Peaky Blinders

Cillian Murphy’s Best Movies & TV Shows Ranked

From Inception to Peaky Blinders, Cillian Murphy has starred in successful movies and TV shows. But which ones are his best?

Cillian Murphy is an Irish actor who first started appearing on-screen in 1997, and his filmography is filled with critically acclaimed TV and movie performances. Although Murphy is often reserved and private about his life, the actor is quite popular after he took on series of impressive roles – ranging from horrible, evil characters to heroic figures. Murphy can shout and be bombastic and then shrink down and produce internal acting moments that see him using just his facial expressions and mannerisms to express an array of emotions.

Since 1997 Murphy has been working steadily, playing parts in movies, television, and even some music videos. He has struck up lasting relationships with some of the most talented directors in Hollywood, including Danny Boyle and Christopher Nolan. Murphy’s filmography includes sci-fi, influential horror, mind-bending blockbuster fare, and historical television. Despite the critical acclaim of many of his movies, Murphy only has one major award nomination to his name, a Golden Globe for Best Actor early in his career. However, the movies he appears in tend to rake in awards and even the less acclaimed ones still garner some plaudits.

Perrier’s Bounty (2009)

Cillian Murphy, Jodie Whittaker, and Jim Broadbent walking from a burning car in Perriers Bounty.

Perrier’s Bounty is an Irish independent movie by Ian Fitzgibbon, a well-known director of English and Irish black comedy crime dramas. Murphy stars alongside Brendan Gleeson and Jim Broadbent in a wacky and surprisingly violent movie about a young man, Michael McCrea (Murphy), who must pay back a crime boss Darren Perrier (Gleeson) in a set amount of time or have two bones broken. Domhnall Gleeson also appears in Perrier’s Bounty alongside the strong supporting cast, which helps to make the unoriginal story an enjoyable watch. Unlike his Peaky Blinders role, Murphy is almost ashamed to be beating up people and his dour, sad delivery makes for an interesting juxtaposition.

Breakfast on Pluto (2005)

Cillian Murphy as Kitten looking in a mirror in Breakfast on Pluto.

Murphy earned his only Golden Globe nomination for his portrayal of Patrick/Patricia “Kitten” Braden in Breakfast on Pluto. In the film, Kitten is a transwoman living in Dublin during the 1970s. After experiencing foster care, Kitten goes on a journey of self-discovery as she tries to find her birth parents while also dealing with the Troubles in Northern Ireland (a tumultuous era, which takes place in the background). It is certainly an emotional movie as Murphy fills Kitten with a lot of pathos and hope. However, since it’s initial release, Breakfast on Pluto has come under scrutiny for casting a cisgender actor in the lead role.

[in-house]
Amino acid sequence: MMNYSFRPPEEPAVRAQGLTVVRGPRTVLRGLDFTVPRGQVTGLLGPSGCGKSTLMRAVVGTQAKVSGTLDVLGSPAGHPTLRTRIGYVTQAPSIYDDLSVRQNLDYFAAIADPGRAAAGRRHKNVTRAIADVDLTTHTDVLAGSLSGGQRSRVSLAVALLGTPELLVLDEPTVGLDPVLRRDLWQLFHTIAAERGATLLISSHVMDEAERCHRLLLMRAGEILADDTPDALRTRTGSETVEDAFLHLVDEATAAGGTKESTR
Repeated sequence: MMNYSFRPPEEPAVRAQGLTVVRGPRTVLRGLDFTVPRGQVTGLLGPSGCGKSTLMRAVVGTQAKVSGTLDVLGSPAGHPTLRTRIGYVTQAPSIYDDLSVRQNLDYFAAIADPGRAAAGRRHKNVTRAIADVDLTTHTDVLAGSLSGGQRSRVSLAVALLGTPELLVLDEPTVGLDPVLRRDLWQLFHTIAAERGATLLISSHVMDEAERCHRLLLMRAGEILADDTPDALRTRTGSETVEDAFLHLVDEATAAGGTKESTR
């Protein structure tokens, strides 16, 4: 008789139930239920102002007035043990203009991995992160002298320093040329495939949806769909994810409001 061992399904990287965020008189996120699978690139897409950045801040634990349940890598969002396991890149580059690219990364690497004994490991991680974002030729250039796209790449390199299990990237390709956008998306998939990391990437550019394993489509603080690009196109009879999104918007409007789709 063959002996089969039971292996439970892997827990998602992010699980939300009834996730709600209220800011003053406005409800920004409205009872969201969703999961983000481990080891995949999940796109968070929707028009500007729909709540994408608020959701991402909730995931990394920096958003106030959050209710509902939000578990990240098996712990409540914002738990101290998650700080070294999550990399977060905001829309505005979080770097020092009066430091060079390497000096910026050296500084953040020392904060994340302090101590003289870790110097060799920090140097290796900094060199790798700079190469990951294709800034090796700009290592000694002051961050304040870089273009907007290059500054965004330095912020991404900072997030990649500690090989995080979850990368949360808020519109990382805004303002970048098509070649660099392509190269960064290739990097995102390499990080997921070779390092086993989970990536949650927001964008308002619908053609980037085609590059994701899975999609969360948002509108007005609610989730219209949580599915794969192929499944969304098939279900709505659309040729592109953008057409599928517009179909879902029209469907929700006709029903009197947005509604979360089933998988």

Anthropoid (2016)

Cillian Murphy and Jamie Dornan talking in a car in Anthropoid.

Adapting the little-known historical story of Reinhard Heydrich, Anthropoid stars Murphy, who is brilliantly cast alongside Jamie Dornan as one of the two lead assassins of “Operation Anthropoid”, Jozef Gabčík. While half the movie is taken up by the planning (which tends to drag some), once the attack begins, the movie becomes far more interesting as there are several mounting conspiracies forming. There’s also a sense of fear and dread present, especially when the small Czech town of Lidice is targeted by the Nazi regime. It’s a movie that is completely thrilling, and Murphy and Dornan are excellently cast as spies planning the most meaningful effort of their lives.

Red Eye (2005)

A woman and a man sit next to each other on an airplane in Red Eye.

Wes Craven’s Red Eye is a tight thriller bolstered by Rachel McAdams in one of her best movies and Murphy. Hotel manager Lisa Reisert (McAdams) takes a plane ride with a charming man, Jackson Rippner (Murphy), who turns out to be a leader of a terrorist organization; he forces Lisa to switch the rooms of a US politician to put him in a position to be assassinated. Similar to his role in The Dark Knight Trilogy, Murphy is suitably sinister as he provides a false sense of security before dropping the facade and revealing his terrifying nature. It’s tense and suspenseful, but widely entertaining.

Sunshine (2007)

Cillian Murphy looking at the sun in Sunshine.

In Sunshine, Boyle’s sci-fi psychological horror stars Murphy as Robert Capa, a quiet scientist type who is more keenly aware of the mission’s danger than anyone else. Murphy isn’t a conventional hero and he plays Capa as if he is constantly debating what is the correct decision. Boyle’s Sunshine offers a surprising amount of detail in the story about Robert, a physicist on the spaceship Icarus II in the year 2057. The crew has been tasked with jump-starting the fading sun, but the operation becomes a terrifying fight when the spaceship runs into the lost Icarus I. Sunshine devolves into a slasher at the end, but the build-up is gripping.

Inception (2010)